It appears likely that ranked-choice voting, being used for the first time in a congressional election, will determine whether Republican Rep. Bruce Poliquin returns for a third term or cedes his 2nd District seat to Democrat Jared Golden of Lewiston.

After one of the most costly and closely watched campaigns in the country, results at 7 a.m. Wednesday, with 72 percent of the precincts reporting, showed a dead heat between Golden and Poliquin with 46 percent each. About 8 percent of the overall vote went to the two independents in the race.

Under the new voting system adopted by Mainers in two statewide ballot questions, the people who voted for independents Tiffany Bond and Will Hoar will have their the second- and third-place choices redistributed to either Poliquin or Golden and the totals will be retabulated until one of the candidates receives at least 50 percent of the vote.

Though Poliquin is generally faring worse than he did in the same towns than he did two years ago, he has history on his side.

No incumbent has lost the 2nd District seat since 1916, when Lewiston lawyer Daniel McGillicuddy fell short in his bid to retain the office in a year that saw Republicans sweep Maine.

Poliquin, the only Republican in New England to hold a congressional seat, has served since 2014, touting the economic insights he gained during 35 years in finance before he entered politics less than a decade ago. CBS and NBC news were projecting that Democrats would re-take the House of Representatives from Republicans.


Golden, a Marine Corps veteran who served combat tours in Iraq and Afghanistan, campaigned on the need for universal health care and more help for working Mainers.

Poliquin said he might challenge the results of the election in court if ranked-choice voting system costs him the election. The other candidates said they would accept the results.

Golden said shortly before the polls closed that he felt calm. He said he did everything he could and is grateful that so many people helped him.

Even the possible demise of his trusty truck didn’t rattle him.

With just a few more hours of the campaign left, Golden’s 2003 GMC Sierra – which he’s used to log more than 50,000 miles along the campaign trail – “just up and died” in Bangor, the candidate said outside Longley Elementary School in Lewiston.

Golden, who got a ride home to Lewiston while his truck was towed away, said the vehicle must have decided “enough’s enough already.” But, he said, he thinks the fuel pump may be the problem so it’s possible the truck has more miles to go before it gives up the ghost entirely.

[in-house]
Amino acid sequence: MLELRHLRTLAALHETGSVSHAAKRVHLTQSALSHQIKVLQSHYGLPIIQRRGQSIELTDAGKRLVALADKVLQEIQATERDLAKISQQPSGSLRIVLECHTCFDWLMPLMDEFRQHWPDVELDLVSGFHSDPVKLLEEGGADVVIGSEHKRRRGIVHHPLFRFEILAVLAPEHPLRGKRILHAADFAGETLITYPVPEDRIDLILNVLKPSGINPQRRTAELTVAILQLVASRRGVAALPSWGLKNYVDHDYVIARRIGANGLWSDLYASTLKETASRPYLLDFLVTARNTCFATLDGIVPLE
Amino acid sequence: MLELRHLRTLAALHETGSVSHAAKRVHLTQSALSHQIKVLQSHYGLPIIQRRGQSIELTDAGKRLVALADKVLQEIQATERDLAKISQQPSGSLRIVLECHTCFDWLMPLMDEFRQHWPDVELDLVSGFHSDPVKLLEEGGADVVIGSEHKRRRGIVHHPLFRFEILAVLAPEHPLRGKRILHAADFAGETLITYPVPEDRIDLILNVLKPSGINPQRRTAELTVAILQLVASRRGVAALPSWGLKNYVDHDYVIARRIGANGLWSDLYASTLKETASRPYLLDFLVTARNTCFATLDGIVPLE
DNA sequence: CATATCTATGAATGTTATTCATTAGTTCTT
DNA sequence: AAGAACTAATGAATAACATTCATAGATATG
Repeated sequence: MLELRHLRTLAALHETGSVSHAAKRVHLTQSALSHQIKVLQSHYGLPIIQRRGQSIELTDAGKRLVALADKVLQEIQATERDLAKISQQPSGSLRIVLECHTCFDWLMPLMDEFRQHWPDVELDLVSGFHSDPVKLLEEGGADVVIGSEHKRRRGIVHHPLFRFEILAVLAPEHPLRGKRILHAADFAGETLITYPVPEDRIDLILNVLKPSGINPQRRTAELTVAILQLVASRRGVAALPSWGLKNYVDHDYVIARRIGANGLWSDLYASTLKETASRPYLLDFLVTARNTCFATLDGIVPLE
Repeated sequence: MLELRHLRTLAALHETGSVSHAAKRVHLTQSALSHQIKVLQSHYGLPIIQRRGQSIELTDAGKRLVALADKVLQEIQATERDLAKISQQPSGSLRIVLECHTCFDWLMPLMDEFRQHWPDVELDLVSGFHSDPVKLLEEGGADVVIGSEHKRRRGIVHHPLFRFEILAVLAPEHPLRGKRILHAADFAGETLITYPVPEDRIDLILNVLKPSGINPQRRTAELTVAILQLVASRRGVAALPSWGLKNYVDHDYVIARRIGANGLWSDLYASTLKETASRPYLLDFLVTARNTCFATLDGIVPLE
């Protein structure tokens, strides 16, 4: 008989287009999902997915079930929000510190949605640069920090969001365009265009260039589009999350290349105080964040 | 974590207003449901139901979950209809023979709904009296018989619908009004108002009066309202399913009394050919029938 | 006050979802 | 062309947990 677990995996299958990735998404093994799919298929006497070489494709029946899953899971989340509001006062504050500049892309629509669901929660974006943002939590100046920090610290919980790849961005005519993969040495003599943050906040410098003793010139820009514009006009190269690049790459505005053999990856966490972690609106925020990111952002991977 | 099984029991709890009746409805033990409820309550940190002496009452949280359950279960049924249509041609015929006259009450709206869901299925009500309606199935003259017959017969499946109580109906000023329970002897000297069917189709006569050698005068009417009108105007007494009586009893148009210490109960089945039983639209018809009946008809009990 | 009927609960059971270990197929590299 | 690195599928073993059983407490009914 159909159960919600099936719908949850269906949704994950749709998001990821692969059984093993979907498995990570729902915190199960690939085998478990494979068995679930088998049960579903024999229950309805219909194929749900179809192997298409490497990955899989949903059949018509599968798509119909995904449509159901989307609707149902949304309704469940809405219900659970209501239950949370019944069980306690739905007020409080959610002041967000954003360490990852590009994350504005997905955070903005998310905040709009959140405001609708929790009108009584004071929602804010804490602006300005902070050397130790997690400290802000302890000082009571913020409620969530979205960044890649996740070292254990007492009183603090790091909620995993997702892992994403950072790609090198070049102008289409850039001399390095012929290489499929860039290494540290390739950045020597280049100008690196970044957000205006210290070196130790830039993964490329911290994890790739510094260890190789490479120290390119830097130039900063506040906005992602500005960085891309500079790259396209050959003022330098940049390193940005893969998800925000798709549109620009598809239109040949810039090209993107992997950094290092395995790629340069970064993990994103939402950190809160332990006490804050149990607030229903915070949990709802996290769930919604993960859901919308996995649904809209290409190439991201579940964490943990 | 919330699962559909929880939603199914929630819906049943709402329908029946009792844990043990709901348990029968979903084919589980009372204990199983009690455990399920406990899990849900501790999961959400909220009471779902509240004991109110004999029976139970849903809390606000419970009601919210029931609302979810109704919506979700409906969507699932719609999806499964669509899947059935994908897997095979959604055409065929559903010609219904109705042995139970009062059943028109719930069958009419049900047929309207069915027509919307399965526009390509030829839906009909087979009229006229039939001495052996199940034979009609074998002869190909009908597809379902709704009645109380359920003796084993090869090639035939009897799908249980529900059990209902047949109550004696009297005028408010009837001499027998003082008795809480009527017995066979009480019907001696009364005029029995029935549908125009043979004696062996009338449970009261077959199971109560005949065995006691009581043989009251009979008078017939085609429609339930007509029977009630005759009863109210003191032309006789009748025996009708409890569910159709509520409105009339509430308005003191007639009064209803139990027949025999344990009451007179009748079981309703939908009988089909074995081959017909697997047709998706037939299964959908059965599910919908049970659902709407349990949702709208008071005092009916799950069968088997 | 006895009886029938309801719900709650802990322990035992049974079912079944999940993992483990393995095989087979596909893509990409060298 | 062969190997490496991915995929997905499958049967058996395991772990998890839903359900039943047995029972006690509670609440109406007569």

Golden, 36, spent Election Day bouncing between polling places from Auburn to Rumford to Bangor. Poliquin, 65, focused on the Bangor area during Tuesday’s voting.

Cited by many political gurus as a key swing district that might wind up handing control of the U.S. House to the Democrats after eight years of GOP control, an unusual amount of national attention focused on the outcome of the 2nd District race.

Candidates and political action committees spent more than $18 million during the race, paying for more than 6,400 television commercials — about one every two minutes during the final weeks of the campaign.

Financial disclosure reports showed that Golden raised five times more money than Poliquin in the quarter that ended three weeks before the election. It was the most expensive congressional race in the history of the state.

Because Maine’s television advertising rates are comparatively cheap, dark money super PACs proved eager to pour money into the race. The candidates themselves raised about $9 million, with Golden’s mostly coming from individuals and Poliquin relying on contributions from PACs.

Golden, who raised more money for his campaign than Poliquin did, benefited from about 10 percent more commercials overall.


One of the biggest spenders in the district, the GOP’s Congressional Leadership Fund, spent $3.1 million on ads touting Poliquin or bashing Golden.

Like many other groups on both sides of the aisle, it also paid for a slew of spots on internet sites whose cost is not broken down. Across the country, the Congressional Leadership Fund said it shelled out about $20 million for online ads compared to less than $3 million in 2016, an indication of the growing importance of reaching voters via the internet.

In the 2nd District, the Congressional Leadership Fund also opened a field office in Bangor in March that wound up contacting about 373,000 Maine voters, identifying Republican supporters and trying to make sure they got to the polls in an especially aggressive effort.

Two years ago, Poliquin defeated Democrat Emily Cain by a 55-45 margin, racking up almost 193,000 votes in the process.

In 2014, when he first won the district, Poliquin collected 45 percent of the overall vote, while Cain got 40 percent and an independent, Blaine Richardson, collected 11 percent.

Poliquin, an Oakland resident, got into politics in 2009 when he jumped into the gubernatorial race, losing badly to Paul LePage in the GOP primary. But he went on to become the state treasurer before coming up short in a bid for a U.S. Senate seat in 2012.

His first success at the polls came two years later when he captured a newly open 2nd District seat that Democrats had held for two decades.

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